Increasing prices is a standard part of running a growing business, and enables a company to continually provide better services over the long term. Rate fluctuations naturally follow a company’s growth plan. Nobody can grow by staying static. While it can be tempting to provide long-winded explanations and apologies for increasing your rates, giving too much information can take away from the key message you’re trying to communicate and ultimately confuse your clients. In addition, apologising could send a signal that the price increase will negatively impact your clients and/or that you’re not confident in the increased value you’re providing. 

When communicating a price increase to customers, ensure that your messaging only contains essential information and avoid adding unnecessary details. Don’t be afraid to own your decision! 

Offer plenty of advance notice

Although price increases are an expected part of doing business, it is important to give your clients sufficient time to process the information and potentially look at other service providers offering lower or competitive rates. (Depending on the significance of the increase, your clients may be required to secure additional approval or funding to continue to do business with you – especially if the business is facing challenges.)

To help your clients feel valued and give them time to make any necessary changes on their end, provide as much notice as possible before the price increase will come into effect. If you’re able to provide a few months’ notice, consider following up with a reminder closer to the effective date (either via email or over the phone) so the price change – and any consequential business changes – doesn’t turn into a last-minute disaster.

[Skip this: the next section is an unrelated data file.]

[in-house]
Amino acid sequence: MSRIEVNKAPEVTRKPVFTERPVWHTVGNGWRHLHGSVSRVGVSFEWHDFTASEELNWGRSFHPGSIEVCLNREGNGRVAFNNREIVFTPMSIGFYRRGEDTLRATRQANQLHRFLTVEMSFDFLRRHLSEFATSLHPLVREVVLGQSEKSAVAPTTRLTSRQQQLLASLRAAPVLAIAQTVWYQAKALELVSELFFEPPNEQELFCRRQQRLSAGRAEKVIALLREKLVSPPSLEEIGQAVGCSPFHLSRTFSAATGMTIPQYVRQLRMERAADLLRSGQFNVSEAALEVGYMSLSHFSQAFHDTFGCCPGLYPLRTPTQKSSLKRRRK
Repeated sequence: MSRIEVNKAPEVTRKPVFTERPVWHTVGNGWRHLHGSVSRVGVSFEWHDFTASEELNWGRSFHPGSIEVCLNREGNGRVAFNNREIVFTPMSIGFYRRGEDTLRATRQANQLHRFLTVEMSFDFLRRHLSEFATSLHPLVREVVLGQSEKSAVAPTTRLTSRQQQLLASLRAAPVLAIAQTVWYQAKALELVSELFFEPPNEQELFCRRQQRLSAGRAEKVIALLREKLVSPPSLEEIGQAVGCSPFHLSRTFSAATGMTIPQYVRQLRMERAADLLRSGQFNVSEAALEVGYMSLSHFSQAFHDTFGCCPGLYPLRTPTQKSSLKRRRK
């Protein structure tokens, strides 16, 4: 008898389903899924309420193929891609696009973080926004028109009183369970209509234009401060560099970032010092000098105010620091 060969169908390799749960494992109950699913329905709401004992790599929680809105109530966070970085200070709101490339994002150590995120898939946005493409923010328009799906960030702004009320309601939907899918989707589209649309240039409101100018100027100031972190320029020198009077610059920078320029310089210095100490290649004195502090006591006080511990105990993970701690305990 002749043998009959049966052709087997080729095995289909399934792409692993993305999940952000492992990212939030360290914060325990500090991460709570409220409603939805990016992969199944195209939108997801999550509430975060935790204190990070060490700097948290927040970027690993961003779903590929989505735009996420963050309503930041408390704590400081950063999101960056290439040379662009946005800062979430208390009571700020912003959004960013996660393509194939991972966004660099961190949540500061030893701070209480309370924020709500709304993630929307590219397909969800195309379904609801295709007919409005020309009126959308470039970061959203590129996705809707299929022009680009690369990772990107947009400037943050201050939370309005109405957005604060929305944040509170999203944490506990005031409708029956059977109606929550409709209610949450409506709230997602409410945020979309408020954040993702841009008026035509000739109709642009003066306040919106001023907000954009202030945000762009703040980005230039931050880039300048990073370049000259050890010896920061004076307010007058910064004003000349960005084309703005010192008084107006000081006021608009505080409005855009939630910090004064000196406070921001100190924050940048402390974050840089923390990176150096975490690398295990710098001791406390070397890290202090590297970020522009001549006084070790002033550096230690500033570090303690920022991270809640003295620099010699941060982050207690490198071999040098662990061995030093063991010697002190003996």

Prove that the Price Increase Is for the Customers

The most effective price increase communications are customer-centric. They provide a value narrative — a vivid and compelling story for why the price is being increased that focuses on customer value. As an example, when United Airlines raised prices of its United Club membership, the company provided this explanation:

“To provide a more productive and relaxing experience, we’re investing more than $100 million in renovating existing locations and building new spaces with expanded seating areas, more power outlets and upgraded Wi-Fi. We’re also investing in a brand new complimentary food menu that you can now find at most of our hub locations across the U.S. and will be available soon at the rest of our locations.”

This explanation tells United Club members that prices are increasing to give them more benefits they’ve been asking for. A compelling value narrative establishes the sequence of actions for the price increase. It starts with customer feedback, then leads to identifying unmet needs, is followed by a significant investment by the brand, which results in new features, and finally culminates in the delivery of benefits that customers value.

As the United Airlines communication illustrates, the value narrative is concise — only a few sentences long. But it provides a credible explanation for the price increase that resonates with core customers. Most importantly, it places the customer at the centre of the price increase story, linking the price increase to substantial added customer value. A well-crafted value narrative conveys to customers that the brand has undertaken the effort to understand how its customers derive value and factored this knowledge into the pricing process.

At its essence that managers should approach the unpleasant task of communicating a price increase to customers with the same degree of sincerity, attention to detail, and customer focus that they bring to other brand-building projects like introducing new features or extending product lines. Such effort will be rewarded with a price increase that sticks and customers that feel like valued partners of an authentic brand with their interests in mind.